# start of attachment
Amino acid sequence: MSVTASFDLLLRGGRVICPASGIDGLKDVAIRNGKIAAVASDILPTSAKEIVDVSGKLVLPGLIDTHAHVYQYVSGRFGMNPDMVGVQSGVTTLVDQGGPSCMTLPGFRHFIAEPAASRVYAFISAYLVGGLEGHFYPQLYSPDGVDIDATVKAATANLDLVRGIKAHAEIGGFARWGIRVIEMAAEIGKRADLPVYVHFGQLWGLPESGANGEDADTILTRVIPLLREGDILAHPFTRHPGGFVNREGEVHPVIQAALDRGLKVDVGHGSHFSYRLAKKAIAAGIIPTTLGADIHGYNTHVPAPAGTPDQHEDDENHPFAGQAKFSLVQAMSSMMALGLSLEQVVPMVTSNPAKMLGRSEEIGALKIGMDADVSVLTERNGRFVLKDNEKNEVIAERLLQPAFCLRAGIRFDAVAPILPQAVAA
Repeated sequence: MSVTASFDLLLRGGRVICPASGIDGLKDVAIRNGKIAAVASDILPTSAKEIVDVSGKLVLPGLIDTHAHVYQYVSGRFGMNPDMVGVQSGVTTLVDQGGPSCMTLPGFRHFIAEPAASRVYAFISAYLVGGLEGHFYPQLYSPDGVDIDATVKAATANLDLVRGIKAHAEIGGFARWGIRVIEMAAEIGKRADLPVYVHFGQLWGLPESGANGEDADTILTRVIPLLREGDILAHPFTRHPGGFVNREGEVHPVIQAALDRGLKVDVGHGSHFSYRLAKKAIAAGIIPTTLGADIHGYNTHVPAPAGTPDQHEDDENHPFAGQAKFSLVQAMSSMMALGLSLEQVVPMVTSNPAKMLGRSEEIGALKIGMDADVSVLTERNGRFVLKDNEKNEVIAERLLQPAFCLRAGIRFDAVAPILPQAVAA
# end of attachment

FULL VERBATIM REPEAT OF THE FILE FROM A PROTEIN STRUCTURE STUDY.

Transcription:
Amino acid sequence: MSVTASFDLLLRGGRVICPASGIDGLKDVAIRNGKIAAVASDILPTSAKEIVDVSGKLVLPGLIDTHAHVYQYVSGRFGMNPDMVGVQSGVTTLVDQGGPSCMTLPGFRHFIAEPAASRVYAFISAYLVGGLEGHFYPQLYSPDGVDIDATVKAATANLDLVRGIKAHAEIGGFARWGIRVIEMAAEIGKRADLPVYVHFGQLWGLPESGANGEDADTILTRVIPLLREGDILAHPFTRHPGGFVNREGEVHPVIQAALDRGLKVDVGHGSHFSYRLAKKAIAAGIIPTTLGADIHGYNTHVPAPAGTPDQHEDDENHPFAGQAKFSLVQAMSSMMALGLSLEQVVPMVTSNPAKMLGRSEEIGALKIGMDADVSVLTERNGRFVLKDNEKNEVIAERLLQPAFCLRAGIRFDAVAPILPQAVAA
Repeated sequence: MSVTASFDLLLRGGRVICPASGIDGLKDVAIRNGKIAAVASDILPTSAKEIVDVSGKLVLPGLIDTHAHVYQYVSGRFGMNPDMVGVQSGVTTLVDQGGPSCMTLPGFRHFIAEPAASRVYAFISAYLVGGLEGHFYPQLYSPDGVDIDATVKAATANLDLVRGIKAHAEIGGFARWGIRVIEMAAEIGKRADLPVYVHFGQLWGLPESGANGEDADTILTRVIPLLREGDILAHPFTRHPGGFVNREGEVHPVIQAALDRGLKVDVGHGSHFSYRLAKKAIAAGIIPTTLGADIHGYNTHVPAPAGTPDQHEDDENHPFAGQAKFSLVQAMSSMMALGLSLEQVVPMVTSNPAKMLGRSEEIGALKIGMDADVSVLTERNGRFVLKDNEKNEVIAERLLQPAFCLRAGIRFDAVAPILPQAVAA